Social Studies Worksheets and Study Guides Sixth Grade. Ancient Rome

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The resources above correspond to the standards listed below:

New Mexico Content Standards

NM.I: History: Students are able to identify important people and events in order to analyze significant patterns, relationships, themes, ideas, beliefs, and turning points in New Mexico, United States, and world history in order to understand the complexity of the human experience. Students will:
1-A: New Mexico: explore and explain how people and events have influenced the development of New Mexico up to the present day:
1-A:1. Describe the relationships among ancient civilizations of the world (e.g., scientific discoveries, architecture, politics, cultures and religious systems) and their connection to the early development of New Mexico.
1-C: World: compare and contrast major historical eras, events and figures from ancient civilizations to the age of exploration:
1-C:5. Compare and contrast the geographic, political, economic, and social characteristics of the ancient Greek, ancient Roman, Ottoman, Indian, Arabic, African and middle eastern civilizations and their enduring impacts on later civilizations, to include:
1-C:5.a. Influence of Mediterranean geography on the development and expansion of the civilizations;
1-C:5.b. Development of concepts of government and citizenship (e.g., democracy, republic, codification of laws, Code of Hammurabi);
1-C:5.c. Scientific and cultural advancements (e.g., networks of roads, aqueducts, art, architecture, literature, theater, philosophy);
1-C:5.d. Contributions and roles of key figures (e.g., Socrates, Plato, Aristotle, Alexander the Great, Julius Caesar, Augustus); and
1-C:6. Compare and contrast the political and economic events and the social and geographic characteristics of medieval European life and their enduring impacts on later civilizations, to include:
1-C:6.b. Reasons for the fall of the Roman Empire;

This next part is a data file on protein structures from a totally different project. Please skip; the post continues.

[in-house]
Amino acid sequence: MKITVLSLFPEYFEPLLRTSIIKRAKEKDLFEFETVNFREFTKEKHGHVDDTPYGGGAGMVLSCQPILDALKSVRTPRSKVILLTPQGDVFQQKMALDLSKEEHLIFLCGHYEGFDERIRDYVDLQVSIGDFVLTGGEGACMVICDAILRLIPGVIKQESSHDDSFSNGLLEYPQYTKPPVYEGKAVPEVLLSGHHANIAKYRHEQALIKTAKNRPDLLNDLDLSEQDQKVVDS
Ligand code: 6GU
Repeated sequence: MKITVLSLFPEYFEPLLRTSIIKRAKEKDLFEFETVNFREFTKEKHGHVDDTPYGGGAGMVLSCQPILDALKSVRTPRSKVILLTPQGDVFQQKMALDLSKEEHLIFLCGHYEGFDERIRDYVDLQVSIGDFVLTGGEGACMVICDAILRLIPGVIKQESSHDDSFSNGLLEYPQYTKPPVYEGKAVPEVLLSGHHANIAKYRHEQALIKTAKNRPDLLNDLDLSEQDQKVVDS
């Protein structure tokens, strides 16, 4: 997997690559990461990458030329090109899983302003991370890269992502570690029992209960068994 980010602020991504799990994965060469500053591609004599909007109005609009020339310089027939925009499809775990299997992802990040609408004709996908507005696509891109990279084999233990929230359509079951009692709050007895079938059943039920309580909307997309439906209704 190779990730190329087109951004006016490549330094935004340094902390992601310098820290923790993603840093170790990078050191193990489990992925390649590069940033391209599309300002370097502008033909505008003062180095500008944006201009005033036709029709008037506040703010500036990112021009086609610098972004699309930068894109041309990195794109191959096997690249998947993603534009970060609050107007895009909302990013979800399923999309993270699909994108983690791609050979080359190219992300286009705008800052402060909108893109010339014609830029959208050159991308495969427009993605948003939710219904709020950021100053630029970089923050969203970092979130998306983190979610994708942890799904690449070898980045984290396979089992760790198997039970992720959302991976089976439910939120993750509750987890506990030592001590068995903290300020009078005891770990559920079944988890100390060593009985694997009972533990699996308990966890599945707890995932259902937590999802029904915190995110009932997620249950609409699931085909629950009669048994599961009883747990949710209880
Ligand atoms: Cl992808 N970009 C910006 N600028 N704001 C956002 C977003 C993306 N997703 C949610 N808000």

NM.II: Geography: Students understand how physical, natural, and cultural processes influence where people live, the ways in which people live, and how societies interact with one another and their environments. Students will
2-C: Understand how human behavior impacts man-made and natural environments, recognize past and present results and predict potential changes:
2-C:1. Compare and contrast the influences of man-made and natural environments upon ancient civilizations.
NM.III: Civics and Government: Students understand the ideals, rights, and responsibilities of citizenship and understand the content and history of the founding documents of the United States with particular emphasis on the United States and New Mexico constitutions and how governments function at local, state, tribal, and national levels. Students will:
3-A: Demonstrate understanding of the structure, functions and powers of government (local, state, tribal and national):
3-A:2. Describe the concept of republic as developed by the Romans and compare to other republican governments.
3-C: Compare political philosophies and concepts of government that became the foundation for the American revolution and the United States government:
3-C:1. Explain how Greek and Roman societies expanded and advanced the role of citizen; and
3-C:2. Identify historical origins of democratic forms of government (e.g., early civilizations, Native American governments).
NM.RH.6-8. Reading Standards for Literacy in History/Social Studies
Craft and Structure
RH.6-8.4. Determine the meaning of words and phrases as they are used in a text, including vocabulary specific to domains related to history/social studies.
RH.6-8.5. Describe how a text presents information (e.g., sequentially, comparatively, causally).
Range of Reading and Level of Text Complexity
RH.6-8.10. By the end of grade 8, read and comprehend history/social studies texts in the grades 6-8 text complexity band independently and proficiently.
Standards

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